• DOC;
  • DOM;
  • DON;
  • bacterioplankton;
  • photoammonification;
  • photochemical mineralization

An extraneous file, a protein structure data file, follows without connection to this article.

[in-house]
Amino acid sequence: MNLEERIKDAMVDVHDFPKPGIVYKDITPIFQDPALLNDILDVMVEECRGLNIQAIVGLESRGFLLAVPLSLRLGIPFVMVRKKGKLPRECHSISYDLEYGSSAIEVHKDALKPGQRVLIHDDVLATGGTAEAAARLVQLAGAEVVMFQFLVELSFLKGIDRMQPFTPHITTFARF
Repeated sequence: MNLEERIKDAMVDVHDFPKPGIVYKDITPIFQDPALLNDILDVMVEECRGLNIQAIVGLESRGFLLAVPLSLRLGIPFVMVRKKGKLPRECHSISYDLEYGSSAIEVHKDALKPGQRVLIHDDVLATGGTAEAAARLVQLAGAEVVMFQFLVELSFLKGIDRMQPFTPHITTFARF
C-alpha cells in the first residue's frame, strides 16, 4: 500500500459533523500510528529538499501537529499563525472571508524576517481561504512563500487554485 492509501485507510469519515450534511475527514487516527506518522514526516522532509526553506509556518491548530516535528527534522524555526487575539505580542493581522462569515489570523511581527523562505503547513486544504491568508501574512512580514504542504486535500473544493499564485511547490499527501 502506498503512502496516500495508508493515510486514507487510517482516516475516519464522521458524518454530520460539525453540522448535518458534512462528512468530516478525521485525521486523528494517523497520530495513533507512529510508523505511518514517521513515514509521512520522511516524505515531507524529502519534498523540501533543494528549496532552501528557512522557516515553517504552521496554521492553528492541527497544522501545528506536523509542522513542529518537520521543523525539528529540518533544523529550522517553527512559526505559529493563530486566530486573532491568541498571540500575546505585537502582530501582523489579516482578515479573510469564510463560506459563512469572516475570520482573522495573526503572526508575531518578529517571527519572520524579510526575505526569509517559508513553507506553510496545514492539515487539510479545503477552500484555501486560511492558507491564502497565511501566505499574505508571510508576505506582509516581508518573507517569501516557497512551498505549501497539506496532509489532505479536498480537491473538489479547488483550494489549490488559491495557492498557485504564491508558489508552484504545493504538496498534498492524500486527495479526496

[1] We studied the photochemical transformation of dissolved organic matter (DOM) to dissolved inorganic carbon (DIC), ammonium (NH4+), and labile organic substrates supporting bacterial carbon biomass along a salinity gradient throughout the Baltic Sea during summer, autumn, and spring. The photoproduced DIC, NH4+, and labile DOM supporting bacterial biomass were related to the number of photons absorbed during the irradiations of biologically recalcitrant DOM to determine apparent quantum yields. The apparent quantum yields for the photoproduction of DIC and NH4+ lacked seasonal variation, but behaved differently along the salinity gradient; the photoproduction of DIC decreased, while photoammonification increased with increasing salinity. The apparent quantum yield for the photoproduction of labile DOM supporting bacterial biomass was highest in summer and unaffected by salinity. The annual photoammonification rate over the entire Baltic Sea ranged from 0.038 to 0.049 Tg N, equivalent to 13%–23% of the annual atmospheric deposition of inorganic N. The annual phototransformation of dissolved organic carbon (DOC), including the direct photomineralization and indirect bacterial mineralization of photoproduced labile DOM (total of 2.71–3.94 Tg C), exceeded the annual river loading of photoreactive DOC, assuming that half of the total river DOC input to the Baltic Sea is photoreactive. As the annual photomineralization of DOC exceeded the annual terrestrial input of photoreactive DOC to the Baltic Sea, the photochemical transformation is a major sink for terrestrial DOC in such coastal systems.